At that time: Jesus said, “Truly, truly, I say to you, he who does not enter the sheepfold by the door but climbs in by another way, that man is a thief and a robber; but he who enters by the door is the shepherd of the sheep. To him the gatekeeper opens; the sheep hear his voice, and he calls his own sheep by name and leads them out. When he has brought out all his own, he goes before them, and the sheep follow him for they know his voice.” “Truly, truly, I say to you, I am the door of the sheep. I am the door; if anyone enters by me, he will be saved, and will go in and out and find pasture. The thief comes only to steal and kill and destroy; I came that they may have life, and have it abundantly.”

John 10:1-4, 7, 9-10

Two prominent words in today’s liturgy of the word: the sheep and the shepherd.

 The sheep. When the word ‘sheep’ comes up, we as Christians have that automatic default thought of the story about their seperation from the goats on the final day and how the sheep is used to depict gentleness and righteousness. But today Our Saviour lets us see the sheep through the gospel reading as something different: weak and without direction. And this is what we are if we can truly call ourselves sheep; gentle and righteous maybe, but weak and without direction. We are weak to trials and temptations on our own and bound to sin. Like sheep we are vulnerable, incapable of taking great care of our souls without grace and mercy, easily getting weary when evil strikes. We have no natural sense of the right direction most times and may deviate from the right track every now and then, if not guided.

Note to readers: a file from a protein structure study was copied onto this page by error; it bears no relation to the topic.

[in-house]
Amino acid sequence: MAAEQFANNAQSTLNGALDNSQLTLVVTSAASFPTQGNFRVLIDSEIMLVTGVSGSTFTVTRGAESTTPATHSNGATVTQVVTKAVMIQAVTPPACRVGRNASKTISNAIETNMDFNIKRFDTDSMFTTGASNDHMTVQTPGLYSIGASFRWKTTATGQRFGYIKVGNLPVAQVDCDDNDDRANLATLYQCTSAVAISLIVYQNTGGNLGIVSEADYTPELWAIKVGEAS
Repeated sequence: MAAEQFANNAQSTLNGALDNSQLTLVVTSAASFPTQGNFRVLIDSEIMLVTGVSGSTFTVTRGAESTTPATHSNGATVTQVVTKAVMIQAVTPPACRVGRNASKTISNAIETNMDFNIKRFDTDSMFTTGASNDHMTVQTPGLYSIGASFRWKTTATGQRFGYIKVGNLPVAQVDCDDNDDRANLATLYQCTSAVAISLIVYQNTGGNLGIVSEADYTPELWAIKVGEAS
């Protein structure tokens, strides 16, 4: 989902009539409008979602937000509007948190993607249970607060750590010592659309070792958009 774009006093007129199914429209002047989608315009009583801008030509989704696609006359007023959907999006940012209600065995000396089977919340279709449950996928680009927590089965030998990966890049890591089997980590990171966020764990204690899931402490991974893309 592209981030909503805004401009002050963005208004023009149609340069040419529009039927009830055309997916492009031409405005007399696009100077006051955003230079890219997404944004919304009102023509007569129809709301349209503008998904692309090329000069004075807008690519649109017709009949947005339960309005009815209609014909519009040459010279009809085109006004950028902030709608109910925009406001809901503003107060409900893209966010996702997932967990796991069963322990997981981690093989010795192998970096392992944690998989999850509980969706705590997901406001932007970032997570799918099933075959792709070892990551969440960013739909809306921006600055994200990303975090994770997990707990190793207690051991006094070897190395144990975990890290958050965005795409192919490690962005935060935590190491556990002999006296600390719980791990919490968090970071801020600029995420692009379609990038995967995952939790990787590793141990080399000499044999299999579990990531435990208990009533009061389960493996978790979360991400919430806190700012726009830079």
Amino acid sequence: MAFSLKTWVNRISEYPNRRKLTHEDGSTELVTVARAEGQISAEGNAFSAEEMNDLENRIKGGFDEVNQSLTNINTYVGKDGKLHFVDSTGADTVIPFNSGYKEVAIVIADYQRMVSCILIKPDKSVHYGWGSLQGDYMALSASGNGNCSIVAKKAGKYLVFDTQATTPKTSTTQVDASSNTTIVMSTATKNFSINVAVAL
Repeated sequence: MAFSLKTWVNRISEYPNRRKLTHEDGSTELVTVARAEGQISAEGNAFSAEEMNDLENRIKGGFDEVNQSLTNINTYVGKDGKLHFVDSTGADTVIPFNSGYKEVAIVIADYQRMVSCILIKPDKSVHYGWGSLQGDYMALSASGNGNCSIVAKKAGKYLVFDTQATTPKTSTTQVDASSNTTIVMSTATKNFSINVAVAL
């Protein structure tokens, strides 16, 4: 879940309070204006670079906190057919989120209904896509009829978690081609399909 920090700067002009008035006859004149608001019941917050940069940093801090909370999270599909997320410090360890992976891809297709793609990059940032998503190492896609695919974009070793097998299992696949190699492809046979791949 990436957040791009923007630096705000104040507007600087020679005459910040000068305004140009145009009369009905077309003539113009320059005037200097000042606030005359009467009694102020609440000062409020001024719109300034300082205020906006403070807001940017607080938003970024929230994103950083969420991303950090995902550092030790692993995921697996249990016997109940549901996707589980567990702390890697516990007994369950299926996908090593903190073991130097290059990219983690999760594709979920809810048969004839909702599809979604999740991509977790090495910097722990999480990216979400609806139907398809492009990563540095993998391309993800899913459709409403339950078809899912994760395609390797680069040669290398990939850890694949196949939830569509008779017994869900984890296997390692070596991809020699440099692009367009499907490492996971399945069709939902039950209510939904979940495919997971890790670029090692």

The Shepherd. But Our Lord Jesus Christ presents Himself to us today as the Good Shepherd. He is the one who enters the sheepfold of our hearts through the open door without forcing His way in by climbing over our walls. He is the right voice we the sheep are to listen to and follow for it is He who gives us repose in fresh and greener pastures, leading us near restful waters thus reviving our souls. He is the door to our salvation, the door to the blessings and eternal life we seek. 

Although we as sheep are weak and seem not to know which way to go in life, our Lord Jesus the Good Shepherd assures us of how he is willing to go a great measure to protect us from the evil ones and save us from our foes. Like St. Peter in the first reading, we need to “save ourselves from this crooked generation,” a generation where the predator seeks to devour and destroy the sheep. We need to flee from the voice that calls out to us to sin. 

The Good Shepherd never stops calling us whenever we go astray to the voices of the world. May we listen to Him so that goodness and mercy shall be truly ours

Displeased?…

Thursday of the 2nd Week in Ordinary Time, 21st January 2016

And the women sang to one another as they made merry, “Saul has slain his thousands, and David his ten thousands.” And Saul was very angry, and this saying displeased him.